This blog by Policy Officer Noorjehan Piperdy explores the review of neurodiversity in the criminal justice system (CJS), published by the Criminal Justice Joint Inspectorates, alongside two service user reports published by KeyRing and User Voice. It looks at the key issues highlighted in the reports, including the lack of data and screening and explores how the findings can lead to better outcomes for people with neurodivergent conditions in contact with the CJS.
In December 2020, the Lord Chancellor and Secretary of State for Justice, Rt Hon Robert Buckland QC Member of Parliament, commissioned Her Majesty’s Inspectorate of Prisons and Her Majesty’s Inspectorate of Probation to carry out an independent review of neurodiversity in the criminal justice system (CJS), with Her Majesty’s Inspectorate of Constabulary and Fire & Rescue Services supporting this work. The aim of this was to explore how the needs of neurodivergent people are being identified and met within the CJS and to make recommendations to government.
The inspectorates use the term ‘neurodiversity’ as an umbrella term to refer to the group of conditions that fall under the broader category of neurodevelopmental disorders. They recognise that the definition of neurodivergence used in this review is broad and within the range of conditions covered, there can be a huge variation in the impact of any one of them on daily life.
The review focusses on four main themes and considers the impact of Covid-19 on each of them:
- Screening undertaken to identify neurodivergence in CJS service users
- Adjustments that have been made to existing provision to support those with neurodivergent needs
- Programmes and interventions which have been specifically designed or adapted for neurodivergent needs
- Training and support available to staff to help them support people with neurodivergent needs.
There was an open call for evidence to inform the review, and we were pleased to be commissioned to host a roundtable with voluntary organisations working in the CJS to ensure their views and experiences could be heard. We welcome the proactive steps the inspectorates used to garner the views of people with lived experience not only through an easy read submission form, but also through commissioning both KeyRing and User Voice to gather the views and experience of people they are working with who have been diagnosed with the neurodiverse conditions.
The review of evidence can be found here, alongside reports from User Voice and KeyRing. An easy read version of the review of evidence is also available. We welcome the production of an easy read report and hope that the inspectorates and other statutory bodies will publish easy read versions as standard following this review of evidence.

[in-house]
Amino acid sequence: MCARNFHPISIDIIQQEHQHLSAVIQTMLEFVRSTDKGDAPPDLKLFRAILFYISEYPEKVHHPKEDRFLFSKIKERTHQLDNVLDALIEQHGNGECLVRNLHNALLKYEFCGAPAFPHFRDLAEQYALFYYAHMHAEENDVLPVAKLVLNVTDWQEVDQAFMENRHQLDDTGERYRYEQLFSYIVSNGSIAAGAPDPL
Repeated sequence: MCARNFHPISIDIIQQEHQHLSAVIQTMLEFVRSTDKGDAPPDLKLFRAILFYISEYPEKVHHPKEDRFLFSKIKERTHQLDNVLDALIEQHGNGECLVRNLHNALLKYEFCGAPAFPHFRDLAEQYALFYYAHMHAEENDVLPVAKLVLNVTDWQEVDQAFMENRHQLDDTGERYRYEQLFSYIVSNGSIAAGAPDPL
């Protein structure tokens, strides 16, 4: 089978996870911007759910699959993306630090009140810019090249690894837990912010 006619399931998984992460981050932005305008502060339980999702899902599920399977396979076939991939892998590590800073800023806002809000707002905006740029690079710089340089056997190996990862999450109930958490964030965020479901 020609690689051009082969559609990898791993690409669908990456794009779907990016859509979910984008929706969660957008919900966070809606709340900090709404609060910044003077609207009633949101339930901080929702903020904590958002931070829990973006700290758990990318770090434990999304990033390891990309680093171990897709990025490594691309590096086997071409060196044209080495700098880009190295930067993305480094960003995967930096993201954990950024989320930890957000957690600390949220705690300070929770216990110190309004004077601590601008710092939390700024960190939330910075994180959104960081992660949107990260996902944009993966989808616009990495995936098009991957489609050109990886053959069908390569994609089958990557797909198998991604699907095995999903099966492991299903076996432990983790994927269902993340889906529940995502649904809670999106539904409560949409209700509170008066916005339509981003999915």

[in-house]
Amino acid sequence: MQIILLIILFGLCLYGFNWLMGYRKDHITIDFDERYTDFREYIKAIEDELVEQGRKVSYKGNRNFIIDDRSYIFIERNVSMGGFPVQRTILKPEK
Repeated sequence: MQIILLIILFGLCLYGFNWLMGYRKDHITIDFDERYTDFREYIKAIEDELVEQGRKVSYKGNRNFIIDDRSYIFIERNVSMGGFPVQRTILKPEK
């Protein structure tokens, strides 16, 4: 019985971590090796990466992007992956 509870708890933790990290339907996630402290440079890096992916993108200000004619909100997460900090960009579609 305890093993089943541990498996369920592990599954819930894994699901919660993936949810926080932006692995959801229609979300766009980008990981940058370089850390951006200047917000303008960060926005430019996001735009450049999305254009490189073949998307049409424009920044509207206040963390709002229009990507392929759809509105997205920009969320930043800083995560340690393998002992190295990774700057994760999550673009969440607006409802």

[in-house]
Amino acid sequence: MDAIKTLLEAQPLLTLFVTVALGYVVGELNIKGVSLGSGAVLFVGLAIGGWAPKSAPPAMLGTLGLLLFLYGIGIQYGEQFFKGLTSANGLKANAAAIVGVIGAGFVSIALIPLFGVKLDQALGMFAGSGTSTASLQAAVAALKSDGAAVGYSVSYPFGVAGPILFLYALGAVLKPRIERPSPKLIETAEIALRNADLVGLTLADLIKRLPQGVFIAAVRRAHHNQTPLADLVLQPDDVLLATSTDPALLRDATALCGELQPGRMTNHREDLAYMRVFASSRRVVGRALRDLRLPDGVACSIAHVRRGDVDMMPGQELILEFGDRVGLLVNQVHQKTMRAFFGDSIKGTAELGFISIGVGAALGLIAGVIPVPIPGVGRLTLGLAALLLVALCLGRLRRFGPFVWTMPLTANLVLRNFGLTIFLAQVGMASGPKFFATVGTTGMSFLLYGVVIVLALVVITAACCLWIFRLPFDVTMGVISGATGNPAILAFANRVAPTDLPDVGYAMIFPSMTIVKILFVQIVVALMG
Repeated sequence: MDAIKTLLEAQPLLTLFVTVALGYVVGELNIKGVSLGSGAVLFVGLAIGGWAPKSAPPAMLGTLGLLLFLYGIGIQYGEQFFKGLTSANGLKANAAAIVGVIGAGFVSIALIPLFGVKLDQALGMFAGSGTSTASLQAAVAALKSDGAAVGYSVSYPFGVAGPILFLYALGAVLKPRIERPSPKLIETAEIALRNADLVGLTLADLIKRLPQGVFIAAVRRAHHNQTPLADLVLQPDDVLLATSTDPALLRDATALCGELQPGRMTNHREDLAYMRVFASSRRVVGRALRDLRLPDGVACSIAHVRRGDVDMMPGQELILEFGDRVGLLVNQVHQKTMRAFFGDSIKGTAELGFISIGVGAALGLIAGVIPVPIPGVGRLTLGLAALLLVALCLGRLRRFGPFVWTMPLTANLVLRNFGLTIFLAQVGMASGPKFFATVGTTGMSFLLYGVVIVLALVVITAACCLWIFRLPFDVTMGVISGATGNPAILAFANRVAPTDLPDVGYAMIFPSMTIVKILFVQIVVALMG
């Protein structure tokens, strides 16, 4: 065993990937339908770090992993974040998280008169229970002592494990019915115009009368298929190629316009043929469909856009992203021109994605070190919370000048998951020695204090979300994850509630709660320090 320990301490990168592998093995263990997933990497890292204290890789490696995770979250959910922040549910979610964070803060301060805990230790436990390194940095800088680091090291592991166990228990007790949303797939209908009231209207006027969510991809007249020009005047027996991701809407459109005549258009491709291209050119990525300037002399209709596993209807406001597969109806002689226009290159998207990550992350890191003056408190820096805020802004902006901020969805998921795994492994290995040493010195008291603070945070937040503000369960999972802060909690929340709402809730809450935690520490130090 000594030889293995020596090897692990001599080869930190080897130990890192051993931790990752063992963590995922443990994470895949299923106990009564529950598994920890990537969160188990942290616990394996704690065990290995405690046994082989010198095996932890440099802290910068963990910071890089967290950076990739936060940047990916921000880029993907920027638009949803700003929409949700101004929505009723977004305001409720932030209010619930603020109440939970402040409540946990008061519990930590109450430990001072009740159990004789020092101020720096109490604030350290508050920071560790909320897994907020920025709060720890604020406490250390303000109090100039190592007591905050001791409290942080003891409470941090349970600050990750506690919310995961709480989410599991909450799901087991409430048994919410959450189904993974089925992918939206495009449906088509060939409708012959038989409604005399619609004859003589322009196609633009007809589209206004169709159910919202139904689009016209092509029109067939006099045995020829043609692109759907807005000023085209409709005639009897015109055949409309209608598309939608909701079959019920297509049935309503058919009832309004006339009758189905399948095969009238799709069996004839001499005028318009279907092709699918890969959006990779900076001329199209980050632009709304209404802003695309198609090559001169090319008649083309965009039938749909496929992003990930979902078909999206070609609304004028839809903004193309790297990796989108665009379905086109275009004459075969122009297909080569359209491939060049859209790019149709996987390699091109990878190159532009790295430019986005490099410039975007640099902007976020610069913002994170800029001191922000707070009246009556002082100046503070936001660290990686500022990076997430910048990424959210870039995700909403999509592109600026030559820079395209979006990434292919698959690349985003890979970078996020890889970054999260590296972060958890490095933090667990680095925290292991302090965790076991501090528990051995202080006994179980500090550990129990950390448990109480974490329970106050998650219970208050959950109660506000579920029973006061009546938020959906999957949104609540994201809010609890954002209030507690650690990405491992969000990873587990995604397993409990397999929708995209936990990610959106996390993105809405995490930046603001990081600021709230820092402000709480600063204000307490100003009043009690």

The inspectorates state that the Ministry of Justice’s (MoJ) own equality, diversity and inclusion objectives ‘fair treatment, fair outcomes and equal access for all our service users’ is clearly not being achieved for all neurodivergent people. They make six recommendations in their report, with the main or overarching recommendation being the development of a coordinated and cross-government approach and that this strategy should be developed together with people with personal experience of neurodivergence. The MoJ should provide an action plan to address these recommendations within three months, followed by updates on progress at six and 12 months.
Prevalence of neurodiversity in the CJS
The review highlights that there is no “reliable, consistent or systematic data collected, either within individual services or across the CJS as a whole which can tell us about the extent of neurodiversity.” This makes it challenging for us to know how many people in contact with the CJS have neurodiverse conditions and whether their needs are being met.
Screening is an important tool to help identify whether someone may have a neurodivergent condition, learning difficulty or disability and will usually take the form of a checklist of indicators. The review of evidence found that despite there being a wide range of screening tools and reporting systems in operation, none were consistently used and information was not necessarily transferred, either in full or at all, to those in a position to make use of it. Two thirds (66%) of service users User Voice spoke to had not been asked, assessed, or diagnosed with a neurodiverse condition during their journey through the criminal justice system.